Remote Usability Testing

In a scenario where usability evaluators, developers and prospective users are located in different countries and time zones, conducting a traditional lab usability evaluation creates challenges both from the cost and logistical perspectives. These concerns led to research on remote usability evaluation, with the user and the evaluators separated over space and time. Remote testing, which facilitates evaluations being done in the context of the user’s other tasks and technology, can be either synchronous or asynchronous. The former involves real time one-on-one communication between the evaluator and the user, while the latter involves the evaluator and user working separately. Numerous tools are available to address the needs of both these approaches.

Synchronous usability testing methodologies involve video conferencing or employ remote application sharing tools such as WebEx. WebEx and GoToMeeting are the most commonly used technologies to conduct a synchronous remote usability test. However, synchronous remote testing may lack the immediacy and sense of “presence” desired to support a collaborative testing process. Moreover, managing inter-personal dynamics across cultural and linguistic barriers may require approaches sensitive to the cultures involved. Other disadvantages include having reduced control over the testing environment and the distractions and interruptions experienced by the participants’ in their native environment. One of the newer methods developed for conducting a synchronous remote usability test is by using virtual worlds.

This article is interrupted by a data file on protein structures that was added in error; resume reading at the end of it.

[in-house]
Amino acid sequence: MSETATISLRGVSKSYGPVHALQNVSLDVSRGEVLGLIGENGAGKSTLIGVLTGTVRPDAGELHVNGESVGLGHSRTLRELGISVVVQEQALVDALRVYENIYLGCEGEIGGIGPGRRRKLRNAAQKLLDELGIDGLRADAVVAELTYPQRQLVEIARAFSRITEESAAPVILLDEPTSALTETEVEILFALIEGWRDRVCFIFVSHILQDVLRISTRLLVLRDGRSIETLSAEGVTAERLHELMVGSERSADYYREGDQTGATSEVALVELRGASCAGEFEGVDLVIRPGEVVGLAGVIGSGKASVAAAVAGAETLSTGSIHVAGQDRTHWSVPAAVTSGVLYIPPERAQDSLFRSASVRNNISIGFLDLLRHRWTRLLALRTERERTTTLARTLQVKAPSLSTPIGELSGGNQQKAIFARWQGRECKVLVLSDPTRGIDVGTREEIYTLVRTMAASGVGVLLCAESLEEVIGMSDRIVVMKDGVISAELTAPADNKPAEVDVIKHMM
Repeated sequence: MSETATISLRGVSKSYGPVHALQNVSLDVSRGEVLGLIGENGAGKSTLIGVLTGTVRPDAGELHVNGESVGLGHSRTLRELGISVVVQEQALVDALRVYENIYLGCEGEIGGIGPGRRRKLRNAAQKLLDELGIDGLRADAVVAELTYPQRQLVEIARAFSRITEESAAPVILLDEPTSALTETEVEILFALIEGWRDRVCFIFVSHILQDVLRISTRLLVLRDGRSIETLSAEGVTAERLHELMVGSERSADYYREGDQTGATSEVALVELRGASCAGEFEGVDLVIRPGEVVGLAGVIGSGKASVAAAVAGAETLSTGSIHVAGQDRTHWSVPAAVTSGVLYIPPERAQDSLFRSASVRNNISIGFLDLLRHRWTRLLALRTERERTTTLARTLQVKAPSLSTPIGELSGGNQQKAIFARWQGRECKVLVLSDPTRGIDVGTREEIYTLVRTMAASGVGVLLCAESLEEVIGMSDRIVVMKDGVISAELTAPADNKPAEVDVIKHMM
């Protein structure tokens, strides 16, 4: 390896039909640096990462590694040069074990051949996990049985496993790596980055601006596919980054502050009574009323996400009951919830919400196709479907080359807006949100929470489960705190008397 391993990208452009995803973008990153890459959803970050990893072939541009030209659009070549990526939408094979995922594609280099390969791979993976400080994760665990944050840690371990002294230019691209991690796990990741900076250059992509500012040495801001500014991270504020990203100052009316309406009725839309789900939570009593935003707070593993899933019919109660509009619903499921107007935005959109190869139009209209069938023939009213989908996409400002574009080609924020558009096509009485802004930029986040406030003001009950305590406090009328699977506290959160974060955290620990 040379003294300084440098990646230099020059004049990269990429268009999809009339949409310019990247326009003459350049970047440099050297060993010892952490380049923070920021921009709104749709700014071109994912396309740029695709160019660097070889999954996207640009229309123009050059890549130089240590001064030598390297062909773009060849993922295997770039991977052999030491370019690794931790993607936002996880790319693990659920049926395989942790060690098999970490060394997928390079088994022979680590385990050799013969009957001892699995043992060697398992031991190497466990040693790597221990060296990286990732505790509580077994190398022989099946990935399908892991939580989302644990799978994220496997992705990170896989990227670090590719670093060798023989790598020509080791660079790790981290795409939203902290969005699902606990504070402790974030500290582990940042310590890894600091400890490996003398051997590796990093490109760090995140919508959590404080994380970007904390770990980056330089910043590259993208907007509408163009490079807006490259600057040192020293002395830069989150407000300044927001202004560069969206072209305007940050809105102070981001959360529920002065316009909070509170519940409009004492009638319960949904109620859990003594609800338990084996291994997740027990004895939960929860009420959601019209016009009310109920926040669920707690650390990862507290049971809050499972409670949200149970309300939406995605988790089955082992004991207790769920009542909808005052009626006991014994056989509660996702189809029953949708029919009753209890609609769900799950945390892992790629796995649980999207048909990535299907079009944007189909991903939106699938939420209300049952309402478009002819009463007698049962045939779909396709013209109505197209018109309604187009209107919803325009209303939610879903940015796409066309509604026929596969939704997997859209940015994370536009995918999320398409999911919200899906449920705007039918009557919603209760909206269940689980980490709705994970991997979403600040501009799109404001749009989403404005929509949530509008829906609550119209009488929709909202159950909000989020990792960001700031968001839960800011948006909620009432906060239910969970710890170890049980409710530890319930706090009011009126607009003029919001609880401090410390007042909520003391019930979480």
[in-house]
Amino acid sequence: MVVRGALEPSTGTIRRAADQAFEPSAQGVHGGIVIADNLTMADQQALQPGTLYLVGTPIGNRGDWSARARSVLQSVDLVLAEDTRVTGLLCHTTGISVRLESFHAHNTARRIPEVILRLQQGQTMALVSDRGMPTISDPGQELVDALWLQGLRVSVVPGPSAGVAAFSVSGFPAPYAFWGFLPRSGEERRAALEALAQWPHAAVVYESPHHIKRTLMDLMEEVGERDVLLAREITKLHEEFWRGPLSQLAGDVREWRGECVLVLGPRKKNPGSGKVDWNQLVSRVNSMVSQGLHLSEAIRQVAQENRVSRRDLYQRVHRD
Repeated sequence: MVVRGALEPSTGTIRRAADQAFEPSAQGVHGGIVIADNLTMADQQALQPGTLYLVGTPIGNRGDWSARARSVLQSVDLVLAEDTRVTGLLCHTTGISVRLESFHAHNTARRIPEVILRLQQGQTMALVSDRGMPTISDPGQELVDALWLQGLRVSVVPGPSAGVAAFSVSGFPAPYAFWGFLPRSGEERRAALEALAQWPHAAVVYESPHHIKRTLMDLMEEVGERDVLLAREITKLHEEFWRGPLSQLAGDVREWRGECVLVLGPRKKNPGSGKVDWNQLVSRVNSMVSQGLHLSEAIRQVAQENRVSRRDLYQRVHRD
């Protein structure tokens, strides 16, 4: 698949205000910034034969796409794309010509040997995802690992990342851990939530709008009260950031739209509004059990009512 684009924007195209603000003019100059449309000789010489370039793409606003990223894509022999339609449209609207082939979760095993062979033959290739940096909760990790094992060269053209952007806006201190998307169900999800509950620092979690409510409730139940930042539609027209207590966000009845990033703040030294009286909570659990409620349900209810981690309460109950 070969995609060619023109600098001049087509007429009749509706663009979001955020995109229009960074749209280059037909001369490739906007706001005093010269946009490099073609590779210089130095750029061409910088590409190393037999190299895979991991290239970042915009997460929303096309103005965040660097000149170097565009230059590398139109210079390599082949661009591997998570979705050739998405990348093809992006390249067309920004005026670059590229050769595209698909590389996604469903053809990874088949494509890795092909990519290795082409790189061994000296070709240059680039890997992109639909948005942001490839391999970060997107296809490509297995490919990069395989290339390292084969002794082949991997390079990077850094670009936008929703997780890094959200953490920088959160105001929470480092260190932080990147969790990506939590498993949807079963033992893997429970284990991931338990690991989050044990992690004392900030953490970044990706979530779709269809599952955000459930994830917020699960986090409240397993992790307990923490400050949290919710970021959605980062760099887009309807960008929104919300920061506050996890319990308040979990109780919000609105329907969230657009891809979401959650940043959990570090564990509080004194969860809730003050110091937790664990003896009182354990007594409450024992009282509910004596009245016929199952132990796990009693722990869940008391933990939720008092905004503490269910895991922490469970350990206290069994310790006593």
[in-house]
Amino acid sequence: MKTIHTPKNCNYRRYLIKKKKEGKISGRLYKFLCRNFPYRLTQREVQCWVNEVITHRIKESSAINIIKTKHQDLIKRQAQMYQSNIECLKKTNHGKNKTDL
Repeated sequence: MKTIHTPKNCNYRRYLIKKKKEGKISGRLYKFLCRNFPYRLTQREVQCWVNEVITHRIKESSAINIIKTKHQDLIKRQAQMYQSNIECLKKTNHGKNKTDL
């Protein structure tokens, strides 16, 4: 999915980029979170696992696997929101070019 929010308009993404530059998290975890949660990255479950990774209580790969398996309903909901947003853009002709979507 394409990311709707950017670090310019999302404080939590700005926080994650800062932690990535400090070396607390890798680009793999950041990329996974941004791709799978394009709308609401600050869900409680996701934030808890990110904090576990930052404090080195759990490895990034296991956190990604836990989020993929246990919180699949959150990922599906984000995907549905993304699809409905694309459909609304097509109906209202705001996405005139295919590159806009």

Asynchronous methodologies include automatic collection of user’s click streams, user logs of critical incidents that occur while interacting with the application and subjective feedback on the interface by users. Similar to an in-lab study, an asynchronous remote usability test is task-based and the platform allows researchers to capture clicks and task times. Hence, for many large companies, this allows researchers to better understand visitors’ intents when visiting a website or mobile site. Additionally, this style of user testing also provides an opportunity to segment feedback by demographic, attitudinal and behavioral type. The tests are carried out in the user’s own environment (rather than labs) helping further simulate real-life scenario testing. This approach also provides a vehicle to easily solicit feedback from users in remote areas quickly and with lower organizational overheads. In recent years, conducting usability testing asynchronously has also become prevalent and allows testers to provide feedback in their free time and from the comfort of their own home.

Remote Usability Testing

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